- Streamlining licensing for beer manufacturers and wholesalers who had been governed by separate classes of permits.
- Allowing brewpubs to sell their beer for consumption off premises in a growler without the beer passing through a wholesaler. This also places on the brewpub the responsibility for remitting the barrel tax for beer sold in a growler.
- Allowing an Iowa brewery with a taproom to sell wine by the glass for consumption on premises. Native wineries are already allowed to sell beer for consumption on premises in addition to wine.
- Changing the terminology for Iowa distilled spirits from “micro-distilleries” and “micro-distilled spirits” to “native distilleries” and “native distilled spirits.” This mirrors current terminology for Iowa-produced wines and beer.
- Allowing native distilleries with production of 100,000 gallons or fewer annually to sell up to nine liters per day. Previous law limited the sale of distilled spirits by native distilleries to 1.5 liters. A native distillery with production of more than 100,000 gallons annually is limited to 1.5 liters. Native distilleries with production of 100,000 gallons or fewer may sell their product at retail for consumption on premises.
HF 608 clarifies the applicability of a taxpayer to claim the Research Activities Credit. Because of the unique one-year-only IRC update/coupling legislation passed in 2016, some were concerned that the Research Activities Credit would not be available to them. It is still available. The new law also fixes a Code section reference to the flood mitigation program.
HF 609 would allow a land use district to impose a local hotel/motel tax within its boundaries. A land use district has an elected board of trustees that will vote on an ordinance to impose a local hotel/motel tax within the district.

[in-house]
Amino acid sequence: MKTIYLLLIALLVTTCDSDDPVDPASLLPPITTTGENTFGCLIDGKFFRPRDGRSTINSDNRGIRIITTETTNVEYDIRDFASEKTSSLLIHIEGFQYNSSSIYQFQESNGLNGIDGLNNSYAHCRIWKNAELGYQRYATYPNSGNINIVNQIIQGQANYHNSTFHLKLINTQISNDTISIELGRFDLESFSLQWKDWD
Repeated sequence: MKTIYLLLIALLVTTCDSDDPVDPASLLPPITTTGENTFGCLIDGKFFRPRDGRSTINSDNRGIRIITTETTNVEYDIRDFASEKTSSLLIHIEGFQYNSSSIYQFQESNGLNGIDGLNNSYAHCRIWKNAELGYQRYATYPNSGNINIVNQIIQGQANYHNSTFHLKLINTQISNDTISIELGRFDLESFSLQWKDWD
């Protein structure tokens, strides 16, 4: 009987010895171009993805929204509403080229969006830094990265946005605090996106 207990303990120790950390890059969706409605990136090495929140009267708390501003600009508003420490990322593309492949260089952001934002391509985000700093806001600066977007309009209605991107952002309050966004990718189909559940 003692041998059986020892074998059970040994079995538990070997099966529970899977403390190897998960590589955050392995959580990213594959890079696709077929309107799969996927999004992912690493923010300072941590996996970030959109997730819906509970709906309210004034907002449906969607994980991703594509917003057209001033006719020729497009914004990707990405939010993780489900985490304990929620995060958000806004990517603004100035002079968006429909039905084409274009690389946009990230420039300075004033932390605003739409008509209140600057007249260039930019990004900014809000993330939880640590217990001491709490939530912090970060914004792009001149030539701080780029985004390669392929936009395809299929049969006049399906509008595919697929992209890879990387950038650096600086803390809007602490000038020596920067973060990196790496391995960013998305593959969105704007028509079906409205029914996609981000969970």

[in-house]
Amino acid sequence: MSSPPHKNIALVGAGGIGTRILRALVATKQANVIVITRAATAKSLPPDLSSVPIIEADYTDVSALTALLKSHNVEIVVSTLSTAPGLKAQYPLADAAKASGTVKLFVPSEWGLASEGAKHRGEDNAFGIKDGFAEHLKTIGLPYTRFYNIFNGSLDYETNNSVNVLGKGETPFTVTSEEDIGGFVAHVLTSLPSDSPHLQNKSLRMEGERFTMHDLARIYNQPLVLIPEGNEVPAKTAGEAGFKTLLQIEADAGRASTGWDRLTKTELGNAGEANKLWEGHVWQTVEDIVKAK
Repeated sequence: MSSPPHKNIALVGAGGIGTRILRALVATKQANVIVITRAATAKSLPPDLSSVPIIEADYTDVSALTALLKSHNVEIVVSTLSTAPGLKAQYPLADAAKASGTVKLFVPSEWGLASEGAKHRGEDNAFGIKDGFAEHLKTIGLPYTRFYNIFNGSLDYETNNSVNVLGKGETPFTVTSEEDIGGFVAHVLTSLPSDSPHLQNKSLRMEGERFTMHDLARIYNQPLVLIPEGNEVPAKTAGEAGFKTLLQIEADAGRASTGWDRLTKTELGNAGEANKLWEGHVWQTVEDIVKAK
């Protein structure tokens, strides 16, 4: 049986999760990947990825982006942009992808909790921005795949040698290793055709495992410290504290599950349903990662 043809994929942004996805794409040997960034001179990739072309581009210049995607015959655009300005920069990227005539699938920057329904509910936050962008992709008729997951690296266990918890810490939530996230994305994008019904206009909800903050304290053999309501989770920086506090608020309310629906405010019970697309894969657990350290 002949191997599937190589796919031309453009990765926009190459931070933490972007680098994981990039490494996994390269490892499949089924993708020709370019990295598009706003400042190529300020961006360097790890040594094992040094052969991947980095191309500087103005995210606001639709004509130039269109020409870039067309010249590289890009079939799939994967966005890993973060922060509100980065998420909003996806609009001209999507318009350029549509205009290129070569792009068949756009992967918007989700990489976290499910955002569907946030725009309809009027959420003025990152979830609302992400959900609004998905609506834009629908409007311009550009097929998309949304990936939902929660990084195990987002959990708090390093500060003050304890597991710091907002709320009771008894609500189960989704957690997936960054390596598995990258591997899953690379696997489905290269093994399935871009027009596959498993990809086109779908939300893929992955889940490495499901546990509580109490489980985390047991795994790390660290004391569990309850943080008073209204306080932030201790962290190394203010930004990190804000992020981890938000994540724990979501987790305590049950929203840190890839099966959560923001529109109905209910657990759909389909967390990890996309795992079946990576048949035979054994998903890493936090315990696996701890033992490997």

The Amana Colonies in Iowa County is currently the only land use district in the state and it has a local hotel/motel tax. The proceeds are allocated by the county board of supervisors. Under this law, the land use district may impose its own local hotel/motel tax and capture all of the revenue generated by hotels within the district, rather than having to share it with the entire county.
[4/19: 47-3 (Bowman, D. Johnson, Taylor “no”)]
HF 617 makes a number of changes to Department of Agriculture functions, including:
- Changing the name of the state soil conservation committee to the Soil Conservation & Water Quality Committee.
- Excluding edge-of-field practices from the 50 percent limit on financial incentives under the cost-share program.
- Clarifying that cover crops are an eligible practice under the cost-share program.
- Allowing issuance of two-year licenses instead of annual licenses.
- Vaccination procedures and standards.
- Registration requirements for fertilizers and soil conditioners.
- Delivery ticket requirements for commodities sold in bulk.
- Labeling requirements for ethanol-blended gasoline.
- Use of automatic recorders on scales.
HF 625 eliminates the option for taxpayers to indicate on their tax returns whether their dependent children have health insurance coverage. Since 2010, this has helped identify those eligible for hawk-i or Medicaid. The Department of Revenue would compile the information, and the Department of Human Services (DHS) would identify those eligible to apply for health insurance coverage for their children. Recent information on the number of new enrollees under this program is not available because of changes in the application for hawk-i and Medicaid that removed a question on how the individual heard about the program.
[4/11: 29-19 party-line (D. Johnson “no”; Allen, McCoy absent)]
HF 626 eliminates a $25 filing fee for independent review of a benefit trigger determination under a long-term-care insurance policy. Previously, the Insurance Commissioner could waive this fee, which became the practice 100 percent of the time for the past five years. The IID routinely helps Iowans with insurance issues without charging a fee, and removing the provision eliminates confusion.
[4/11: 49-0 (Allen excused]